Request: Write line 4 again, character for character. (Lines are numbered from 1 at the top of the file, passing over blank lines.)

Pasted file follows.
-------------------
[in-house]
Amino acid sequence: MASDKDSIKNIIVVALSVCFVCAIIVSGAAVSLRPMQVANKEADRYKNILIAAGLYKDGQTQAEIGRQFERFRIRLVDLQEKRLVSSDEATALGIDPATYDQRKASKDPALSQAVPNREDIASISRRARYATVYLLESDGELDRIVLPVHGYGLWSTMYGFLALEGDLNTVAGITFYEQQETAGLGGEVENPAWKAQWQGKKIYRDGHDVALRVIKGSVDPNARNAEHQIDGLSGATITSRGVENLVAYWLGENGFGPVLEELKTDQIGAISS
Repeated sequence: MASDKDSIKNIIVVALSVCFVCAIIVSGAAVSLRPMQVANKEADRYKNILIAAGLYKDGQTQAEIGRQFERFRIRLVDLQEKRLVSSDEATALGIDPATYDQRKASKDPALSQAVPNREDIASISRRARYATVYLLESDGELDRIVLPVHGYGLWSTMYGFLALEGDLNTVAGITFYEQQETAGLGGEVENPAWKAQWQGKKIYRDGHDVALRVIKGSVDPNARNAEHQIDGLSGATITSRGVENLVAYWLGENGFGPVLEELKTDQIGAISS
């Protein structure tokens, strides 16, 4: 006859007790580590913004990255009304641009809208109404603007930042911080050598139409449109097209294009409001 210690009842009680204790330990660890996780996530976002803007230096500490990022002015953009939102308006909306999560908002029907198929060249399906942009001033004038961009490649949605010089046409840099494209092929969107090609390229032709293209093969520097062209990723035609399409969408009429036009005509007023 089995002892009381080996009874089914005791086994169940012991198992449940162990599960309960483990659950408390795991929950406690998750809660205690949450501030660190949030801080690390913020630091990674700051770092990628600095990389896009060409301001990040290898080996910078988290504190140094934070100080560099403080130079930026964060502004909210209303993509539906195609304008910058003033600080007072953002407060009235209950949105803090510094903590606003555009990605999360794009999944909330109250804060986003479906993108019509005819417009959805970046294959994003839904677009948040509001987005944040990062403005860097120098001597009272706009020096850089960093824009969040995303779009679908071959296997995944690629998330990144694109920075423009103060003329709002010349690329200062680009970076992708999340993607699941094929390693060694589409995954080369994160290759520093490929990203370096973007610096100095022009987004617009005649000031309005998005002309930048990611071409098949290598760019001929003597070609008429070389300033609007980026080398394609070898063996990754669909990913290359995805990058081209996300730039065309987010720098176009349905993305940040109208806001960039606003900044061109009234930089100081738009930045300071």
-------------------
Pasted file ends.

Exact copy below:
């Protein structure tokens, strides 16, 4: 006859007790580590913004990255009304641009809208109404603007930042911080050598139409449109097209294009409001 210690009842009680204790330990660890996780996530976002803007230096500490990022002015953009939102308006909306999560908002029907198929060249399906942009001033004038961009490649949605010089046409840099494209092929969107090609390229032709293209093969520097062209990723035609399409969408009429036009005509007023 089995002892009381080996009874089914005791086994169940012991198992449940162990599960309960483990659950408390795991929950406690998750809660205690949450501030660190949030801080690390913020630091990674700051770092990628600095990389896009060409301001990040290898080996910078988290504190140094934070100080560099403080130079930026964060502004909210209303993509539906195609304008910058003033600080007072953002407060009235209950949105803090510094903590606003555009990605999360794009999944909330109250804060986003479906993108019509005819417009959805970046294959994003839904677009948040509001987005944040990062403005860097120098001597009272706009020096850089960093824009969040995303779009679908071959296997995944690629998330990144694109920075423009103060003329709002010349690329200062680009970076992708999340993607699941094929390693060694589409995954080369994160290759520093490929990203370096973007610096100095022009987004617009005649000031309005998005002309930048990611071409098949290598760019001929003597070609008429070389300033609007980026080398394609070898063996990754669909990913290359995805990058081209996300730039065309987010720098176009349905993305940040109208806001960039606003900044061109009234930089100081738009930045300071």